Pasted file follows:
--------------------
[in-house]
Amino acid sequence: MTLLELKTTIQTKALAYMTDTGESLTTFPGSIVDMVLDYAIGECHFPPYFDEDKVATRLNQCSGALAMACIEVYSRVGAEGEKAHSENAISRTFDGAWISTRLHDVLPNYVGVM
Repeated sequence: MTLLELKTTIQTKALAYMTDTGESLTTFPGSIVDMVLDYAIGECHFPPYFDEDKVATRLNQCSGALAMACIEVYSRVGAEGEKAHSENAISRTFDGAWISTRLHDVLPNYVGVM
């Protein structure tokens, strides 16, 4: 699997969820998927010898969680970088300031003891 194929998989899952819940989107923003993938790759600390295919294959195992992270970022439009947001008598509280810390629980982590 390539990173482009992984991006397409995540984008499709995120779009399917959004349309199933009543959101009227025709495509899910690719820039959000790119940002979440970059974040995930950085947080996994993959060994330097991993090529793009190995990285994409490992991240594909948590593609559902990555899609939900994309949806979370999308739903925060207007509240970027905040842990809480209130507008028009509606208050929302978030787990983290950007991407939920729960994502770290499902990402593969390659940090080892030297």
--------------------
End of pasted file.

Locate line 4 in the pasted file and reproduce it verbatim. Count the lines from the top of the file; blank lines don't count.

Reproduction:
């Protein structure tokens, strides 16, 4: 699997969820998927010898969680970088300031003891 194929998989899952819940989107923003993938790759600390295919294959195992992270970022439009947001008598509280810390629980982590 390539990173482009992984991006397409995540984008499709995120779009399917959004349309199933009543959101009227025709495509899910690719820039959000790119940002979440970059974040995930950085947080996994993959060994330097991993090529793009190995990285994409490992991240594909948590593609559902990555899609939900994309949806979370999308739903925060207007509240970027905040842990809480209130507008028009509606208050929302978030787990983290950007991407939920729960994502770290499902990402593969390659940090080892030297």